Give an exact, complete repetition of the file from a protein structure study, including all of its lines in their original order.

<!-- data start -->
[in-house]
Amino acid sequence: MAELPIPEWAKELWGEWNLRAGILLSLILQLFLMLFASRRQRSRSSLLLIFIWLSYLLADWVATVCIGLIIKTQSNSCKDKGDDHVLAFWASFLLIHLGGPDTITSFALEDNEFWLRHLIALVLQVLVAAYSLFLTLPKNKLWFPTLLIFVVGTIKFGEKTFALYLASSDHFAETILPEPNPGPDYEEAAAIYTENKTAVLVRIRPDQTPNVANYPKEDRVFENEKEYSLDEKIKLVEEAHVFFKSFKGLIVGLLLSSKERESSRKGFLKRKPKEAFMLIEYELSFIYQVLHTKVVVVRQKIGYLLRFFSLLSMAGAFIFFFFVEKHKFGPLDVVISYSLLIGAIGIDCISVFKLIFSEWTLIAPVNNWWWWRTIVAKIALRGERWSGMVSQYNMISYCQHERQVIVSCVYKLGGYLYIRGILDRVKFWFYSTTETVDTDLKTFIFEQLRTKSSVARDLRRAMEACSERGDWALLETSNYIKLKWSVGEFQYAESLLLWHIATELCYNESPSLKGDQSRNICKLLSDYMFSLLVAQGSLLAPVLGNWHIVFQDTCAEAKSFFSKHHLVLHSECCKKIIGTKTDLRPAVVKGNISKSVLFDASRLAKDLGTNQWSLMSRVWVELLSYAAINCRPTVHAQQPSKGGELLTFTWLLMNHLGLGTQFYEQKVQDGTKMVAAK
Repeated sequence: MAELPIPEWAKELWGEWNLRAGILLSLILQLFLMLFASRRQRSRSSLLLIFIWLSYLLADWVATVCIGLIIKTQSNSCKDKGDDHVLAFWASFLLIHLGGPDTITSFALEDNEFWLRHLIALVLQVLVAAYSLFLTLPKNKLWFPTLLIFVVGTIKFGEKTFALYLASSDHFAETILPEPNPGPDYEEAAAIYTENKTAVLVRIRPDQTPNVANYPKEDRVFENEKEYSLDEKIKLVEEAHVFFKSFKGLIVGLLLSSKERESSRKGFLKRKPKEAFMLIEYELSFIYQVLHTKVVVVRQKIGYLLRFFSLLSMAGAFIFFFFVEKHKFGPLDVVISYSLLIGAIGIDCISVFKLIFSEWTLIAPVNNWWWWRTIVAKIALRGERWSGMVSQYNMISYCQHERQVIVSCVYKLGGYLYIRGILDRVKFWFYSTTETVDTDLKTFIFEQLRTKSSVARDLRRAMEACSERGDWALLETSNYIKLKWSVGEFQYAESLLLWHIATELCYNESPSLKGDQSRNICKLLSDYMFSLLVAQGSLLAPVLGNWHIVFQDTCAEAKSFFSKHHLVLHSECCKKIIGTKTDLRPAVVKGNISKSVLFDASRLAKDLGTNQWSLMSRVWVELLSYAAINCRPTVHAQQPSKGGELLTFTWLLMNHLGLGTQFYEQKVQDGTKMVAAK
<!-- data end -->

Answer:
[in-house]
Amino acid sequence: MAELPIPEWAKELWGEWNLRAGILLSLILQLFLMLFASRRQRSRSSLLLIFIWLSYLLADWVATVCIGLIIKTQSNSCKDKGDDHVLAFWASFLLIHLGGPDTITSFALEDNEFWLRHLIALVLQVLVAAYSLFLTLPKNKLWFPTLLIFVVGTIKFGEKTFALYLASSDHFAETILPEPNPGPDYEEAAAIYTENKTAVLVRIRPDQTPNVANYPKEDRVFENEKEYSLDEKIKLVEEAHVFFKSFKGLIVGLLLSSKERESSRKGFLKRKPKEAFMLIEYELSFIYQVLHTKVVVVRQKIGYLLRFFSLLSMAGAFIFFFFVEKHKFGPLDVVISYSLLIGAIGIDCISVFKLIFSEWTLIAPVNNWWWWRTIVAKIALRGERWSGMVSQYNMISYCQHERQVIVSCVYKLGGYLYIRGILDRVKFWFYSTTETVDTDLKTFIFEQLRTKSSVARDLRRAMEACSERGDWALLETSNYIKLKWSVGEFQYAESLLLWHIATELCYNESPSLKGDQSRNICKLLSDYMFSLLVAQGSLLAPVLGNWHIVFQDTCAEAKSFFSKHHLVLHSECCKKIIGTKTDLRPAVVKGNISKSVLFDASRLAKDLGTNQWSLMSRVWVELLSYAAINCRPTVHAQQPSKGGELLTFTWLLMNHLGLGTQFYEQKVQDGTKMVAAK
Repeated sequence: MAELPIPEWAKELWGEWNLRAGILLSLILQLFLMLFASRRQRSRSSLLLIFIWLSYLLADWVATVCIGLIIKTQSNSCKDKGDDHVLAFWASFLLIHLGGPDTITSFALEDNEFWLRHLIALVLQVLVAAYSLFLTLPKNKLWFPTLLIFVVGTIKFGEKTFALYLASSDHFAETILPEPNPGPDYEEAAAIYTENKTAVLVRIRPDQTPNVANYPKEDRVFENEKEYSLDEKIKLVEEAHVFFKSFKGLIVGLLLSSKERESSRKGFLKRKPKEAFMLIEYELSFIYQVLHTKVVVVRQKIGYLLRFFSLLSMAGAFIFFFFVEKHKFGPLDVVISYSLLIGAIGIDCISVFKLIFSEWTLIAPVNNWWWWRTIVAKIALRGERWSGMVSQYNMISYCQHERQVIVSCVYKLGGYLYIRGILDRVKFWFYSTTETVDTDLKTFIFEQLRTKSSVARDLRRAMEACSERGDWALLETSNYIKLKWSVGEFQYAESLLLWHIATELCYNESPSLKGDQSRNICKLLSDYMFSLLVAQGSLLAPVLGNWHIVFQDTCAEAKSFFSKHHLVLHSECCKKIIGTKTDLRPAVVKGNISKSVLFDASRLAKDLGTNQWSLMSRVWVELLSYAAINCRPTVHAQQPSKGGELLTFTWLLMNHLGLGTQFYEQKVQDGTKMVAAK